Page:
Saratoga Jewish Community Arts and Temple Sinai, with the generous grant support of the Jewish Federation of Northeastern NY, invite you to a panel discussion of the documentary The Outrageous Sophie Tucker, directed by William Gazecki, on May 2 at 7 PM. Gazecki lays out the life of this icon, Sophie Tucker, with commentary by Barbara Walters, Tony Bennett, Carol Channing, Michael Feinstein, Shecky Green, and others. While known as funny and racy, she insisted throughout her life, “I’ve never sung a single song in my whole life on purpose to shock anyone. My ‘hot numbers’ are all, if you will notice, written about something that is real in the lives of millions of people.”
Sophie Tucker, “The Last of the Red-Hot Mamas,” was born Sofia Kalish to Jewish parents in the Russian Empire, today known as Ukraine, as they were preparing to immigrate to the United States. Arriving in 1887 and settling first in Boston, they resettled a few years later in Hartford, CT. Through a combination of talent, attitude, and a genius for self-promotion, Tucker became the world’s greatest female star by the late 1920s. The Hartford Courant wrote: “Miss Tucker was more than a Red-Hot Mama; she had a mama’s love for people, and her memorial to hard-working parents, was always to remember other people in need.” Throughout her five-decade career, Sophie Tucker was not only a star of stage and screen, but also a dedicated philanthropist, leaving behind a rich legacy of music, television, and film along with one of care, concern, and community support.
Tucker’s performance was a complex critique of ethnic, gender, and class codes of morality. Many of her songs were challenges to age, size, and gender stereotypes of women’s sexuality couched in the humor that provided an antidote to puritanism. She used her economic independence to empower herself and others, which created tensions in her personal life. Early in her career, Tucker had helped many of the prostitutes who lived in the same rooming houses as she, stashing money from their pimps, noting that, “Every one of them supported a family back home or a child somewhere.”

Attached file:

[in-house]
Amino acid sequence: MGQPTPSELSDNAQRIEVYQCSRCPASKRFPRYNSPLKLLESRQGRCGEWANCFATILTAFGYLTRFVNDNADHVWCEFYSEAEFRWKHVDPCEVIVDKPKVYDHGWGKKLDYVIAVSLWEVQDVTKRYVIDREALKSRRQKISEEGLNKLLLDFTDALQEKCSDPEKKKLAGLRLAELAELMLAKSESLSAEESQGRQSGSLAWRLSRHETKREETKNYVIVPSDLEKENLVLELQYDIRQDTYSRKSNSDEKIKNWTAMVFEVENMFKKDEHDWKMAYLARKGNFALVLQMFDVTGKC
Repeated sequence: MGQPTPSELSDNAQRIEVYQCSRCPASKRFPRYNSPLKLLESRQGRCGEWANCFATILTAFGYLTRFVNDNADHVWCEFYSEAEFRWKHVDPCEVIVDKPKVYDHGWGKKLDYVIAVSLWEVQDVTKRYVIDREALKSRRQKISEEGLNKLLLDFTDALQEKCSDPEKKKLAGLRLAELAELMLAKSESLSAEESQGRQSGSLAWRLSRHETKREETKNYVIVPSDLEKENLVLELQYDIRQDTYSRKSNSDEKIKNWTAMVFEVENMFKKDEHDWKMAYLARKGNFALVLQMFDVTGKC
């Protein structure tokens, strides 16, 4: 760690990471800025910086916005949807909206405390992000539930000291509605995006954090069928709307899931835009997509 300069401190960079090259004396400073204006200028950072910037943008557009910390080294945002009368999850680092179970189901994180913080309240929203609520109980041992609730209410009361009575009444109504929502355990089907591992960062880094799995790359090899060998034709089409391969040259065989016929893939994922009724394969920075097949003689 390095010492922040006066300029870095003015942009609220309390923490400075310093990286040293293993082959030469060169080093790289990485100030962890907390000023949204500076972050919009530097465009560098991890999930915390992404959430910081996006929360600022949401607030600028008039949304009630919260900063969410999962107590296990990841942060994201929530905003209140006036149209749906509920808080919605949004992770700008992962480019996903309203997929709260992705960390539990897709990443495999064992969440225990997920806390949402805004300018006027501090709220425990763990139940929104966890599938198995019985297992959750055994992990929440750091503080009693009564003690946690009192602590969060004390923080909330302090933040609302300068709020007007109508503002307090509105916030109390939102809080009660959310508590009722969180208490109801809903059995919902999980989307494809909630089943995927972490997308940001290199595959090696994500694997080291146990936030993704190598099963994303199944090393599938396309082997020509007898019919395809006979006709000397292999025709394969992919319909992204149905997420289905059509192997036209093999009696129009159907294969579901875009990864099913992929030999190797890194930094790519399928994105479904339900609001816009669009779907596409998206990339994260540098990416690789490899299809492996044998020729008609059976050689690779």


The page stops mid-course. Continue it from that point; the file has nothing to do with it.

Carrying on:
Tucker never forgot her Jewishness, even as she performed for broader audiences. On a 1922 tour of England, she was welcomed by a London audience with a sign reading, “Welcome Sophie Tucker, America’s Foremost Jewish Actress.” Tucker noted, “I was prouder of that than of anything.” Her 1925 hit, My Yiddishe Momme, written by Jack Yellen and sung in both Yiddish and English, was perhaps her most famous song. “Even though I loved the song, and it was a sensational hit every time I sang it, I was always careful to use it only when I knew the majority of the house would understand Yiddish. However, you didn’t have to be a Jew to by moved by My Yiddishe Momme. ‘Mother’ in any language means the same thing.” Several years after Hitler came to power, her recordings of My Yiddishe Momme were ordered smashed and the sale of them banned by the Reich. The song had the power to evoke a reverence for Jewish culture and a cultural memory of more peaceful times and was thus threatening to Hitler’s regime.
Tucker went on doing her own thing until only months before her death of lung cancer and kidney complications. Increasingly known for her philanthropy, Tucker’s favorite charities targeted youth centers, a high school wing in Israel, the Theater Arts program at Brandeis University, a maternity clinic at Denver’s General Rose Memorial Hospital, and Harford’s Emmanuel Synagogue. In 1955, she raised almost one million dollars in a benefit performance on behalf of the Hebrew Old People’s Home.
“Sophie Tucker always used her power as an entertainer, both to lift spirits and provoke thought in her audiences,” says Phyllis Wang, Coordinator of Saratoga Jewish Community Arts. “Her legacy exists in her generous contributions to charity, her influence on images of Jewish culture and women’s sexuality, and her role as an entertainer who thoughtfully interpreted the chaotic and captivating world around her.”